WA – PCT Section L . . . as in Lots to Love (Harts Pass to Rock Pass)

Piece by piece maybe someday I’ll complete Section L. In 2016, I only made it 8 miles north of Rainy Pass before I had to turnaround due to tendonitis in my shin (link). I landed in Mazama after completing a hike in Glacier Peak Wilderness, including a small piece of Section K (link), in need of a weekend adventure that wasn’t overcrowded.

Wildflower happiness.

Ptarmigan or grouse.

Long traverses.

Hello mountains, what beautiful texture you wear.

I couldn’t help but reminisce about a previous trip into the Pasayten Wilderness (link).

The trail was in good shape following fires the previous year. Thankfully it was a fairly short stretch.

Rock Pass campsite.

First light.

As I hiked through the area, I couldn’t help but visualize the terrain covered in snow as the southbounders experience it during their 30-mile hike to the border and back from Harts Pass. These photos illustrate the dangers and severe consequences. Definitely adds an element of eh gads to the beginning of their journey.

Slate Peak Lookout.

Just a short drive from Harts Pass is Slate Peak Lookout. Upon my return to the trailhead, I drove to the lookout parking area and then hiked up to the Lookout. This is the view of the lookout from the PCT.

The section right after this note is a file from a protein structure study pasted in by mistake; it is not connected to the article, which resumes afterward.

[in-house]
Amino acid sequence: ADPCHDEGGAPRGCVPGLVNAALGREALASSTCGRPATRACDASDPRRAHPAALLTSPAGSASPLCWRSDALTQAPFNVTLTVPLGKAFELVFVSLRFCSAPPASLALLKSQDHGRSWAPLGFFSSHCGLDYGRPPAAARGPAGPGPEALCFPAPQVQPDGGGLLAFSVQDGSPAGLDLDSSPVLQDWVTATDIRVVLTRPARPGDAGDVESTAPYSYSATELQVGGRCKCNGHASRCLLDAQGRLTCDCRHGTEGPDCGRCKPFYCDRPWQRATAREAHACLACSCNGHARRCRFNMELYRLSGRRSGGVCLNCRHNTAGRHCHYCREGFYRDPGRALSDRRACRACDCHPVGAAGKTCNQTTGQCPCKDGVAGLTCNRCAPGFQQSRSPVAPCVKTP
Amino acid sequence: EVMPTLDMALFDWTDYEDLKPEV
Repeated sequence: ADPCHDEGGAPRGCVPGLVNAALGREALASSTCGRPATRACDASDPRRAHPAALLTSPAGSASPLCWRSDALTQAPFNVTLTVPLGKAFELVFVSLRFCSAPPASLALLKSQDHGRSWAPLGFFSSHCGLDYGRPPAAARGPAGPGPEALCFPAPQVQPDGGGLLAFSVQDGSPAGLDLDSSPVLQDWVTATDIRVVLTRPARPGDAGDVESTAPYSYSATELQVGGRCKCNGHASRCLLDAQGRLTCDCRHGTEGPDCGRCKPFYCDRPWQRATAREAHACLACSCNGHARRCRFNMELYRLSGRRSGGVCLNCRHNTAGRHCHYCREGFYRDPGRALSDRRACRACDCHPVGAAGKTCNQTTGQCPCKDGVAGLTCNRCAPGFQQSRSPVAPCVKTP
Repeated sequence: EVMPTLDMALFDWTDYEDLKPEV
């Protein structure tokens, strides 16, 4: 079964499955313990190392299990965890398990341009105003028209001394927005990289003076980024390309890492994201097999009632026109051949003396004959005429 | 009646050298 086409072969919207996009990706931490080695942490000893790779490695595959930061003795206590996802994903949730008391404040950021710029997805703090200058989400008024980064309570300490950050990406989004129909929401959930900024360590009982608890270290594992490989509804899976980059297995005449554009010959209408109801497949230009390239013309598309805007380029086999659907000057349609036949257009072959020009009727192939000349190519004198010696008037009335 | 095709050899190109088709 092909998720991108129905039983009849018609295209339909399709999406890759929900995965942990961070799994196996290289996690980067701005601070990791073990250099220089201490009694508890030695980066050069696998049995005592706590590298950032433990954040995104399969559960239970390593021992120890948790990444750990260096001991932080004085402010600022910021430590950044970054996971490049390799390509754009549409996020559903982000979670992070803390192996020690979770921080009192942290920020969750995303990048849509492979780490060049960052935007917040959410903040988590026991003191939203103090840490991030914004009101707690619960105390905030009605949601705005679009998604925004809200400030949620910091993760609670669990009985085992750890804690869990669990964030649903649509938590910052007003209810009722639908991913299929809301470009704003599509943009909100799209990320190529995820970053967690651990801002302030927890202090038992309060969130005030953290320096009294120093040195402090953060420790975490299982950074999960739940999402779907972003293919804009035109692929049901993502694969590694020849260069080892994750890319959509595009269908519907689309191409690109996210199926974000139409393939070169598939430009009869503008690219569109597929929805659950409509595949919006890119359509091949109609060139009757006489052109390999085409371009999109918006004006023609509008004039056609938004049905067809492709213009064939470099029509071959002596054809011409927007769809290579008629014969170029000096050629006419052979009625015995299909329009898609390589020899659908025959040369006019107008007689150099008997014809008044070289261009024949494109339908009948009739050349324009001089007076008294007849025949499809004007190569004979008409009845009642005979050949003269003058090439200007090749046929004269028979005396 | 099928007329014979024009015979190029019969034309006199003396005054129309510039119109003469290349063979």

There were a couple of nearby ridges worthy of a hike. I would have loved to explore this one but alas I had places to go.

The interpretive signage was helpful, especially showing peak names. I was surprised to learn the peak on the right was Jack Mountain. I hiked around that mountain a couple years previous (link). That’s snow-covered Mt Baker between the Jack and Crater Mountains.

Adventure Date(s):

  • August 3-5, 2019

Hike Details:


  • Register just past the trailhead for wilderness overnight stays.
  • There are three places to park for Hart’s Pass Trailhead access. I recommend passing the ranger station, and the restroom only parking area to the trailehad only area.
  • Mice seem to be a problem everywhere in Washington, and they seem to like to break into my car.
  • There were lots of bees out enjoying the flowers also. I tend to have quite the reactions. I think this was Day 2 and it stung through my shirt. It kept growing for a couple more days.
  • Be prepared for biting flies and mosquitoes. I’d sprayed my outerwear, pack and screen on tent in advance with Sawyer’s Permethrin (Amazon link), and applied Picardin (Amazon link) to my skin when needed.